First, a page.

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This week the company announced that the largest Honda and Lexus dealers in the US are using Nomad. The company spent the week at the Annual Honda Dealer Conference showing off the product, while the week before they demo'd the Nomad at the American Trucking Association's annual meeting -- and it is probable that we'll be hearing soon about what kind of interest the company drummed up.

While we wait for word of the company's progress with the Nomad, it's a good time to contemplate the other irons in the fire. The EVF sponsored by Canon has to be coming closer to fruition -- and last month's demonstration of the 7.6M pixel 'multi-zone' microdisplay that uses off-the-shelf LED light sources goes a ways to show that the company will likely have a 'gaming glasses' product ready to coincide with the next generation of video game consoles.

Earlier this month the company received two contract awards for further development of the MicroHUD -- and anyone who has seen the MicroHUD in person will tell you that this is a blockbuster product. Considering some of the amazing things the company's engineers have been able to accomplish so far, it's not hard to imagine that they will succeed in meeting the size and performance needs of these automotive customers.

This week the Nasdaq short interest figures came out, and wouldn't you know it, it's up to 3.5M shares sold short. This is up 700,000 shares since August. So there's a whole lot of tinder in the box -- these 3.5M shares will have to be bought eventually. With any luck, the shorts may decide to cut their losses (we are up over 50% since mid-August) all at once -- since all it will take to get the stock much higher is for the lust for technology to be rekindled in the hearts of investors. Like most sentiment shifts, this can happen suddenly, without warning.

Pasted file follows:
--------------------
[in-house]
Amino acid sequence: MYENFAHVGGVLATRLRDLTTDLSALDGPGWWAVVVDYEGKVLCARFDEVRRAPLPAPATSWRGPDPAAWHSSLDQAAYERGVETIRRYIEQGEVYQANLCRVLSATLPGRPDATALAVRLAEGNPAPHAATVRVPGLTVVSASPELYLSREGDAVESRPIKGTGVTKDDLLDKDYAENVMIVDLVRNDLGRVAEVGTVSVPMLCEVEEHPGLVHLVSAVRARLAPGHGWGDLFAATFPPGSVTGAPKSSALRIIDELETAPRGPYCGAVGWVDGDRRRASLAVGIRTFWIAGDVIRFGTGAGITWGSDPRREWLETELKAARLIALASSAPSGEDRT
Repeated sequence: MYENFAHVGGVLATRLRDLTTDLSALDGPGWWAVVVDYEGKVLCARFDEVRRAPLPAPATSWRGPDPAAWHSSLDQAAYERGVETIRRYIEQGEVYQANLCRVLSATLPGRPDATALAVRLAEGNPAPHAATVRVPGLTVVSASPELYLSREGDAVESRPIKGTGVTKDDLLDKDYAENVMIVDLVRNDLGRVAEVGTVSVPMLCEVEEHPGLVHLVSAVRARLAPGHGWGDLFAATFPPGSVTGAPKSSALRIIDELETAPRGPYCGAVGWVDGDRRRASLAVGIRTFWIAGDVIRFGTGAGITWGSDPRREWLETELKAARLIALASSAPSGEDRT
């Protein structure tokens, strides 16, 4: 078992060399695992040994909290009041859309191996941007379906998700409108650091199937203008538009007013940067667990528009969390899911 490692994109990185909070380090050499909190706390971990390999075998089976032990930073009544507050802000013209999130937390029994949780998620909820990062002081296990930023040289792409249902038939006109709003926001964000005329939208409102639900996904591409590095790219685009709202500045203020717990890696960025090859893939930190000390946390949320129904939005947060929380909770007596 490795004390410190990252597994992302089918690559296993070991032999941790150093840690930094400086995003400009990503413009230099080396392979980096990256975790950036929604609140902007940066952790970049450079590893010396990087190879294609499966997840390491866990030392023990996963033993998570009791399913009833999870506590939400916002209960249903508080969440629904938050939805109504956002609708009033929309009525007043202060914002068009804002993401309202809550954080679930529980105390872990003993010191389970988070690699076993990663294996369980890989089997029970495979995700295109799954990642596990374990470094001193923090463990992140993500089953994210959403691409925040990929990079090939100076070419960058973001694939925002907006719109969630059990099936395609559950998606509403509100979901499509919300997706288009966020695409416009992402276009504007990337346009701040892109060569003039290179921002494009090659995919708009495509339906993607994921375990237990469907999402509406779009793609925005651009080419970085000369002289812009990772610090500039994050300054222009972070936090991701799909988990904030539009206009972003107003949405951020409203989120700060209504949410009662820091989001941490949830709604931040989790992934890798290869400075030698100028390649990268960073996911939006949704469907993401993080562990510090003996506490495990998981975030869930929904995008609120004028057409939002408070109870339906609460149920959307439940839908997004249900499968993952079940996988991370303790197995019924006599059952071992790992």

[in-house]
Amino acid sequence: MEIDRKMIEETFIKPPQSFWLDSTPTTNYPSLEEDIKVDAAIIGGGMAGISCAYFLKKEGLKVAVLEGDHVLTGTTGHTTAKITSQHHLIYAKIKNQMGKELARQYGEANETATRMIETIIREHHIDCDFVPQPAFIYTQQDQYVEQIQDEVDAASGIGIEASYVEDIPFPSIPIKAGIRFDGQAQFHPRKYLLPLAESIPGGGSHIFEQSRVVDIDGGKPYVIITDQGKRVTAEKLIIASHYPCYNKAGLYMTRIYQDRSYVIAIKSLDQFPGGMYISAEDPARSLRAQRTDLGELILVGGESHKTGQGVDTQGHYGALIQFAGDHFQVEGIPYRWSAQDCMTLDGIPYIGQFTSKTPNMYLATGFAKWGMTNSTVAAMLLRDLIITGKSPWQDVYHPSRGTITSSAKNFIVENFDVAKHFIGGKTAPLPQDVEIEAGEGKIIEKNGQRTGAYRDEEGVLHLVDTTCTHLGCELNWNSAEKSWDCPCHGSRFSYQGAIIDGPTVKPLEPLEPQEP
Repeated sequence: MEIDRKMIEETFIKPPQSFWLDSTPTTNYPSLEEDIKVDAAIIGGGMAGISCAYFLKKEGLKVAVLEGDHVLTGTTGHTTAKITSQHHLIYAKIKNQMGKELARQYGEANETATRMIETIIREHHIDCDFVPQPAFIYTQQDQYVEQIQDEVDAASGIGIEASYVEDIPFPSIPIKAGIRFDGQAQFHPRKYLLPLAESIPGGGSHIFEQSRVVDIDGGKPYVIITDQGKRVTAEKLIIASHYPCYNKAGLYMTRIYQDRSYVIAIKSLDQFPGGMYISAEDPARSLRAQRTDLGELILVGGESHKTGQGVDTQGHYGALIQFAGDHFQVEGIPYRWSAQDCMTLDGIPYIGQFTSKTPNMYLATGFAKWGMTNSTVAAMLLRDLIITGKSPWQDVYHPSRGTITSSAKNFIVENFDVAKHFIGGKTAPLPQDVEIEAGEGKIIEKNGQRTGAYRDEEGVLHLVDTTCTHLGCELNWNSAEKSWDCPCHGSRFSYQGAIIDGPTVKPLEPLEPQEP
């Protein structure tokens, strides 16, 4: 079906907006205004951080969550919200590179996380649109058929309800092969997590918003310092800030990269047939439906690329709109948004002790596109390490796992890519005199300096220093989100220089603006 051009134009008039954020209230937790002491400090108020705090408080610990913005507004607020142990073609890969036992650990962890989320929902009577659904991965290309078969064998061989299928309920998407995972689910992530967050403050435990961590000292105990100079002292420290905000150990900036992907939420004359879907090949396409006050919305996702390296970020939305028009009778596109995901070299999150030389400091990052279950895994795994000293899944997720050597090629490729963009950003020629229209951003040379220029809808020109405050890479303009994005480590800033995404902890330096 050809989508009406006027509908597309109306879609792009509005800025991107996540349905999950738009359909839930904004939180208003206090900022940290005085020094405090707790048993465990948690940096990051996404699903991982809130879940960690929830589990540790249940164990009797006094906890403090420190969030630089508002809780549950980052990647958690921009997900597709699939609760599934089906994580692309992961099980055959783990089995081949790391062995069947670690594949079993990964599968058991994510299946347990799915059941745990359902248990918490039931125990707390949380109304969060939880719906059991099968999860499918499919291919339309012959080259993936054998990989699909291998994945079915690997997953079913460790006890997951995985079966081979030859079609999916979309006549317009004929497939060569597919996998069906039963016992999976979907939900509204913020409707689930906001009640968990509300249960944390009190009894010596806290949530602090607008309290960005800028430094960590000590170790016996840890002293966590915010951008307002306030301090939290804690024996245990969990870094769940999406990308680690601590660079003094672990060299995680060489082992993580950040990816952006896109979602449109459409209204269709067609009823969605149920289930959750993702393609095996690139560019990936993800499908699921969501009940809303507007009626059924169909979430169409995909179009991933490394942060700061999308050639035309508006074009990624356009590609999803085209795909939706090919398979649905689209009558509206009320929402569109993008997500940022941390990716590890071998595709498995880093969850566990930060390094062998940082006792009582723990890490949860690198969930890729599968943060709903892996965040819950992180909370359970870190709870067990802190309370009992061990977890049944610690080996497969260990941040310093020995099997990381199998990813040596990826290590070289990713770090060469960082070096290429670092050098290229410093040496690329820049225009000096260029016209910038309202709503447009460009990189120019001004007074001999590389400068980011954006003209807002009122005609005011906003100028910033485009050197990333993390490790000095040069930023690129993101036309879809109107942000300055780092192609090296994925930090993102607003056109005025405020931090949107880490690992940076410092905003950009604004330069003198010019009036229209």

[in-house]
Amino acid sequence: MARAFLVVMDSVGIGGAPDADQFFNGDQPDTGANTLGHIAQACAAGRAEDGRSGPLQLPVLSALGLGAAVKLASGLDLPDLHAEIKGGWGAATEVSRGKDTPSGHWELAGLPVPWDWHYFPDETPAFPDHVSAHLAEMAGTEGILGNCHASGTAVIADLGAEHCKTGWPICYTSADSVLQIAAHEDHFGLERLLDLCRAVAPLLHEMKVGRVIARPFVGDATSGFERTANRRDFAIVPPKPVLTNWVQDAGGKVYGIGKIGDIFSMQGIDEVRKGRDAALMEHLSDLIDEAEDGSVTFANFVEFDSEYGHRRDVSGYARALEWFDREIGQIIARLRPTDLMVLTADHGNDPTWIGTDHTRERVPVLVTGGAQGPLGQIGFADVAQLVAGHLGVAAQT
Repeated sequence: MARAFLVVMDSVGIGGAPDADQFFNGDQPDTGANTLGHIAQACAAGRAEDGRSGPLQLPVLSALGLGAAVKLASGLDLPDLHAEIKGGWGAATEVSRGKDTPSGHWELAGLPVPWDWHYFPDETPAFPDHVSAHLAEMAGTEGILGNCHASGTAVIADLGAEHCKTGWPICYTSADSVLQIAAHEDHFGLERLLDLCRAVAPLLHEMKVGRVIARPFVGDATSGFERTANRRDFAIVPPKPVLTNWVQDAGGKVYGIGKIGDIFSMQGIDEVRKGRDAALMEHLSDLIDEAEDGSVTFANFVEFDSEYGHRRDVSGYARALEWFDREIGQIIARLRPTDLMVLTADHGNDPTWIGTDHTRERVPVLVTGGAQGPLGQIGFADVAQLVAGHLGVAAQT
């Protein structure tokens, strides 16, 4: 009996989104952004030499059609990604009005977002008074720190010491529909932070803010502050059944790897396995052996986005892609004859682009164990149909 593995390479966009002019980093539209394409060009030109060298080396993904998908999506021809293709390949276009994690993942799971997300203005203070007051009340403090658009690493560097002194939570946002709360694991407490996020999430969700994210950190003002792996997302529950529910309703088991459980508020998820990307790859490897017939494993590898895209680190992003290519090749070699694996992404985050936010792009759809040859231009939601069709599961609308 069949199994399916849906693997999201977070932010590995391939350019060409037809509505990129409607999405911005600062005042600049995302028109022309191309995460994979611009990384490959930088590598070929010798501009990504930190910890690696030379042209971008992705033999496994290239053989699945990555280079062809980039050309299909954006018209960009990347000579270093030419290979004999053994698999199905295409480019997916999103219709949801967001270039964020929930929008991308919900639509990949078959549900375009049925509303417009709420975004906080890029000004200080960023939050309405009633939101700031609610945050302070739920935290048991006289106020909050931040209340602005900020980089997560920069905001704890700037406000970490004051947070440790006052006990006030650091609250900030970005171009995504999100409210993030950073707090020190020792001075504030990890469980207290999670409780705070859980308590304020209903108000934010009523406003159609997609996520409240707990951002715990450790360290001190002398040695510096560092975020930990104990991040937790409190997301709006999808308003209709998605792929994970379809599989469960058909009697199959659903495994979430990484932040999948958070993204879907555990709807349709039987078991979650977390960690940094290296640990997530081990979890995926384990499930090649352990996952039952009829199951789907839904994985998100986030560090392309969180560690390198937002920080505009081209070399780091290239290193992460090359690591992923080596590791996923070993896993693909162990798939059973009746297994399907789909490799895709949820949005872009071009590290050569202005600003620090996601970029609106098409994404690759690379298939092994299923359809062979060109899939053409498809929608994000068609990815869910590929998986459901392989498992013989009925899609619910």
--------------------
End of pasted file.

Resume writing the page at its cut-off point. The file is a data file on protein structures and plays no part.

I got a new cell phone the other day, the kind that you can play games on. You can download games just by punching up a website. The graphics and controls are primitive -- a real throwback to about 20 years ago when games were simplistic 2D sprites and static backgrounds. Gamers know better than anyone that something better is always coming down the road -- when I look at the tiny screen and play the cell phone bowling game, it's easy to see that games with the 3D graphics capabilities of the current consoles will soon migrate to new generations of cell phones. And it's even easier to see that the miniature LCD screen, rather than the processing power, will be the bottleneck in the system.


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